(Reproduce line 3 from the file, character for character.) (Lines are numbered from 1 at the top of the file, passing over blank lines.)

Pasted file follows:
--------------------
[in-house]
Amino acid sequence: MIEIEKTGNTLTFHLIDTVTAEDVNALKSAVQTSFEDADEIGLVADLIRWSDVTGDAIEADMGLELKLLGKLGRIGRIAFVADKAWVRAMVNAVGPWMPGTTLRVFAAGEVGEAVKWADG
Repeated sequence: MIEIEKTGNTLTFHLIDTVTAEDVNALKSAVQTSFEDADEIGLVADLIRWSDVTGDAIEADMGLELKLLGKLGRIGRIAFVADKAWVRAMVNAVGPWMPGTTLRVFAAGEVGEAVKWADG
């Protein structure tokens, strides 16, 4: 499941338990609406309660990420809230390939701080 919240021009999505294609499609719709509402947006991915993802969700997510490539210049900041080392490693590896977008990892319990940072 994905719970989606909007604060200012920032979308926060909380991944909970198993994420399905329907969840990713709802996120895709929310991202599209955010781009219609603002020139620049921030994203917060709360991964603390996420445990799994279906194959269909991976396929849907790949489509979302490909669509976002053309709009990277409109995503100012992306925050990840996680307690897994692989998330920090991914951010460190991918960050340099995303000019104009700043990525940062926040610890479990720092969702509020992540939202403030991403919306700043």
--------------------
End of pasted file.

Repeated sequence: MIEIEKTGNTLTFHLIDTVTAEDVNALKSAVQTSFEDADEIGLVADLIRWSDVTGDAIEADMGLELKLLGKLGRIGRIAFVADKAWVRAMVNAVGPWMPGTTLRVFAAGEVGEAVKWADG